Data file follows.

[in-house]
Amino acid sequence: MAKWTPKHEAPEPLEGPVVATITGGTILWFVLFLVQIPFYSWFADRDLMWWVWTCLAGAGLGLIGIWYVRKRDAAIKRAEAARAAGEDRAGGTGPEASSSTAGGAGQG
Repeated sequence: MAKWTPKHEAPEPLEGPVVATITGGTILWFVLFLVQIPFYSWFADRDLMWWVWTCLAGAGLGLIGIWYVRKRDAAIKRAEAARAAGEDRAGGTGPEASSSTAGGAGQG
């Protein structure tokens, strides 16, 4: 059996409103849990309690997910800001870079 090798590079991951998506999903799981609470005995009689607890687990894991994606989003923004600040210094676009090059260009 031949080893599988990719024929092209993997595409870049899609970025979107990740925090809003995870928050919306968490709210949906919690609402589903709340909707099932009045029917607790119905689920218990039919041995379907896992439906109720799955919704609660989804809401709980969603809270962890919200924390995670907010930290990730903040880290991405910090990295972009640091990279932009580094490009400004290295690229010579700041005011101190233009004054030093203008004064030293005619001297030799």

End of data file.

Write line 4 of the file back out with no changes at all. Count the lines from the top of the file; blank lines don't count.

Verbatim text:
């Protein structure tokens, strides 16, 4: 059996409103849990309690997910800001870079 090798590079991951998506999903799981609470005995009689607890687990894991994606989003923004600040210094676009090059260009 031949080893599988990719024929092209993997595409870049899609970025979107990740925090809003995870928050919306968490709210949906919690609402589903709340909707099932009045029917607790119905689920218990039919041995379907896992439906109720799955919704609660989804809401709980969603809270962890919200924390995670907010930290990730903040880290991405910090990295972009640091990279932009580094490009400004290295690229010579700041005011101190233009004054030093203008004064030293005619001297030799």